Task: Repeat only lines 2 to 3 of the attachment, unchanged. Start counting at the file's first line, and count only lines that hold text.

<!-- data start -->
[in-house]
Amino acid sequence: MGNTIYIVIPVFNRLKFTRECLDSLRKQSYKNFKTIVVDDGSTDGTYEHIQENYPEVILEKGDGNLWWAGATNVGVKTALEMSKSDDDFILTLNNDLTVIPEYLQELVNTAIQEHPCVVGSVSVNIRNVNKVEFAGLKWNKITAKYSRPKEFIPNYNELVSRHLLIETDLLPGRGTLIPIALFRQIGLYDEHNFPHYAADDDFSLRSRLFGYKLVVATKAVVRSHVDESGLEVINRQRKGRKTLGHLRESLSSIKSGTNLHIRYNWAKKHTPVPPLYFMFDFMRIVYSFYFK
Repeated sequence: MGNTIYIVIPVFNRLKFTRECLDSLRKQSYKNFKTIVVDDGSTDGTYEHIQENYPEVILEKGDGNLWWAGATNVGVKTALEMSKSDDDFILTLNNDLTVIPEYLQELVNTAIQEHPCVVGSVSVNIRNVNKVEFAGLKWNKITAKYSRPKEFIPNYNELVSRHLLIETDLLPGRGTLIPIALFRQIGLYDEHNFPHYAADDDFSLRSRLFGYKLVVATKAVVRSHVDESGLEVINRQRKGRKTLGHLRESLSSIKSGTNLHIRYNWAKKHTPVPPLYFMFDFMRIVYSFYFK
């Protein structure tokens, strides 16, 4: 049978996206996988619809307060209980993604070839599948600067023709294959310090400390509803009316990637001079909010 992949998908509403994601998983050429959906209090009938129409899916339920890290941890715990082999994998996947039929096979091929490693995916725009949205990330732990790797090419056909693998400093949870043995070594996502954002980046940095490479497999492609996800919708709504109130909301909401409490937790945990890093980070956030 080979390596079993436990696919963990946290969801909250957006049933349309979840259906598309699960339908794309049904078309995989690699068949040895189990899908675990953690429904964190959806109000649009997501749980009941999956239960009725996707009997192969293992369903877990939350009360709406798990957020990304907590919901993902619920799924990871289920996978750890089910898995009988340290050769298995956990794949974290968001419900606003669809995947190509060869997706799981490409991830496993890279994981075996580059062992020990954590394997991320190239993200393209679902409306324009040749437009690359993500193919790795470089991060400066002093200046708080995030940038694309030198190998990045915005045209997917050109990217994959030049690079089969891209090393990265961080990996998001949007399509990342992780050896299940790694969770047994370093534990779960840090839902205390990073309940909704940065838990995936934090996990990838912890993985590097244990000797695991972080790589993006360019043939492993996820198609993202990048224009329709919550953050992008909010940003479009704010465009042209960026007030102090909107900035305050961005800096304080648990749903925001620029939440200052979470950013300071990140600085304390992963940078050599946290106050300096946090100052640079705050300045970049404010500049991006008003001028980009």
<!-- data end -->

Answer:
Amino acid sequence: MGNTIYIVIPVFNRLKFTRECLDSLRKQSYKNFKTIVVDDGSTDGTYEHIQENYPEVILEKGDGNLWWAGATNVGVKTALEMSKSDDDFILTLNNDLTVIPEYLQELVNTAIQEHPCVVGSVSVNIRNVNKVEFAGLKWNKITAKYSRPKEFIPNYNELVSRHLLIETDLLPGRGTLIPIALFRQIGLYDEHNFPHYAADDDFSLRSRLFGYKLVVATKAVVRSHVDESGLEVINRQRKGRKTLGHLRESLSSIKSGTNLHIRYNWAKKHTPVPPLYFMFDFMRIVYSFYFK
Repeated sequence: MGNTIYIVIPVFNRLKFTRECLDSLRKQSYKNFKTIVVDDGSTDGTYEHIQENYPEVILEKGDGNLWWAGATNVGVKTALEMSKSDDDFILTLNNDLTVIPEYLQELVNTAIQEHPCVVGSVSVNIRNVNKVEFAGLKWNKITAKYSRPKEFIPNYNELVSRHLLIETDLLPGRGTLIPIALFRQIGLYDEHNFPHYAADDDFSLRSRLFGYKLVVATKAVVRSHVDESGLEVINRQRKGRKTLGHLRESLSSIKSGTNLHIRYNWAKKHTPVPPLYFMFDFMRIVYSFYFK